Will the Brain Ever Take the Stand? Canadian Law and the Admissibility of Neurotechnology Lie Detection Evidence

56 Criminal Law Quarterly 135 2010

29 Pages Posted: 12 Jul 2012

See all articles by Matthew Kutcher

Matthew Kutcher

Dalhousie University - Schulich School of Law

Victoria Apold

Dalhousie University - Schulich School of Law

Jocelyn Downie

Schulich School of Law & Faculty of Medicine

Date Written: 2010

Abstract

This article is organized into four sections. The first section provides arguments to support the claim that an encounter between Canadian courts and Neurotechnology Lie Detection Evidence (NTLD) appears imminent; to this end, examples of increasing awareness of NTLD are discussed along with evidence of the introduction of related neurotechnologies in Canadian and U.S. courts.

Keywords: United States, criminal law, lie detection, neurotechnology, neuroscience, evidence, admissibility

Suggested Citation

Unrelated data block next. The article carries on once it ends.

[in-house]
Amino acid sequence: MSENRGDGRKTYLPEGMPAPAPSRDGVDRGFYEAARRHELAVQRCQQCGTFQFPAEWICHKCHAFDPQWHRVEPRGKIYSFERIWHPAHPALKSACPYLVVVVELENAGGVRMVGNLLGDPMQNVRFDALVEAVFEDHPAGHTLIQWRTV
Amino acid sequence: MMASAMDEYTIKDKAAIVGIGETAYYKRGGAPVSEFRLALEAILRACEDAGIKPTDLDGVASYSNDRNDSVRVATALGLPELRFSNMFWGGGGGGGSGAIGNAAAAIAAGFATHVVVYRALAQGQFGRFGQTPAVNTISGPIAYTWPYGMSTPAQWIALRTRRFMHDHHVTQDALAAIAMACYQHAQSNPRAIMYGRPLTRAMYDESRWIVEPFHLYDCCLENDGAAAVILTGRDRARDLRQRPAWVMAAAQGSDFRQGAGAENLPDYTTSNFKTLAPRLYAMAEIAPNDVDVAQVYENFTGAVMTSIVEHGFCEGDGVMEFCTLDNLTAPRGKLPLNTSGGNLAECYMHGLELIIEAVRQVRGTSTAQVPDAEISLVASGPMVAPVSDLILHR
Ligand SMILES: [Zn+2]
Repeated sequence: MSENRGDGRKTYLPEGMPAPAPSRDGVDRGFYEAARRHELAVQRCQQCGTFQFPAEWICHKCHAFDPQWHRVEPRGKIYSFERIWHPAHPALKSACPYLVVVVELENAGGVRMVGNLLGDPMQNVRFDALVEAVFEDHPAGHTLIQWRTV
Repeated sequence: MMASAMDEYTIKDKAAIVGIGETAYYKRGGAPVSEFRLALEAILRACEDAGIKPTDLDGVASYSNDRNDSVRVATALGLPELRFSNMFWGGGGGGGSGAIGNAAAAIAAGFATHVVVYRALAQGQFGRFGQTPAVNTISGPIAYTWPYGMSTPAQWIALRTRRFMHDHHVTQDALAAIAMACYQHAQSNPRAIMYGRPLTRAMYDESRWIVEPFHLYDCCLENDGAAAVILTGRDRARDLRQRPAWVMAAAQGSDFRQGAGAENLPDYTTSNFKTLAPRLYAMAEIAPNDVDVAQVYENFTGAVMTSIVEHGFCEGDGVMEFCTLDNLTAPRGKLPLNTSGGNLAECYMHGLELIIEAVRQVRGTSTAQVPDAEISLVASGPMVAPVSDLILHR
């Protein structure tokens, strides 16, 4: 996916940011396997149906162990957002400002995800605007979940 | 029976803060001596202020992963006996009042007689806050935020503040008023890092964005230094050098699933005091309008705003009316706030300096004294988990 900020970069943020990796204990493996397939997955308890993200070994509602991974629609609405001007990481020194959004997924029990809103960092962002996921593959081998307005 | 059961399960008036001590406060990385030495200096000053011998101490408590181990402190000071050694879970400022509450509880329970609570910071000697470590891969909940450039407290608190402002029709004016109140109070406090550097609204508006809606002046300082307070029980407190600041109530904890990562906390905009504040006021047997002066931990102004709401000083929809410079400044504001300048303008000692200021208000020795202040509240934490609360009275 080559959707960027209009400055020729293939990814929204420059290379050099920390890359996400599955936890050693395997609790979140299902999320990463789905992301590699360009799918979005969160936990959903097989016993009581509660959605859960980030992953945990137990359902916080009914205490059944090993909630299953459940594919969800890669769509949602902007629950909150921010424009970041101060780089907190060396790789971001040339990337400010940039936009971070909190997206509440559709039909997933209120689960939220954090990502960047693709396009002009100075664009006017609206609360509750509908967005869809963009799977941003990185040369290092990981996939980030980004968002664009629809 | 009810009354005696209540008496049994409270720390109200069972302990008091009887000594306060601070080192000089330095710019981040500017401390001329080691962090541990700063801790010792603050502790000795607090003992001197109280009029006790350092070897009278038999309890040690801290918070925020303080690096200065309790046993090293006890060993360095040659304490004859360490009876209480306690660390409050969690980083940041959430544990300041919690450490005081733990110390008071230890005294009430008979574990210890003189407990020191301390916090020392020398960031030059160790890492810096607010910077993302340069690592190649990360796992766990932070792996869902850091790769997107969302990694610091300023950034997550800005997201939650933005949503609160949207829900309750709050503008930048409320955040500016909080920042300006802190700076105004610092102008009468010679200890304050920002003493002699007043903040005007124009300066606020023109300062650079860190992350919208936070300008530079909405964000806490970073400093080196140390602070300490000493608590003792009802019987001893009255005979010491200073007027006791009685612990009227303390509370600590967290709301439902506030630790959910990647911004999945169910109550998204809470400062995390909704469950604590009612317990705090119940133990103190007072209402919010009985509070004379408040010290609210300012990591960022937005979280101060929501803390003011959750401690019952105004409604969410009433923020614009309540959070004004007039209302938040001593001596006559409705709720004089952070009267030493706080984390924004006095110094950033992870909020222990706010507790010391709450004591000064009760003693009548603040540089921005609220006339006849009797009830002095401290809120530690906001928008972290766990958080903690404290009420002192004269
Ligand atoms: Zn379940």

Kutcher, Matthew and Apold, Victoria and Downie, Jocelyn, Will the Brain Ever Take the Stand? Canadian Law and the Admissibility of Neurotechnology Lie Detection Evidence (2010). 56 Criminal Law Quarterly 135 2010, Available at SSRN: https://ssrn.com/abstract=2103790

Matthew Kutcher

Dalhousie University - Schulich School of Law ( email )

6061 University Avenue
6061 University Ave
Halifax, Nova Scotia B3H 4H9
Canada

Victoria Apold

Dalhousie University - Schulich School of Law ( email )

6061 University Avenue
6061 University Ave
Halifax, Nova Scotia B3H 4H9
Canada

Jocelyn Downie (Contact Author)

Schulich School of Law & Faculty of Medicine ( email )

Halifax, Nova Scotia B3H 4H9
Canada

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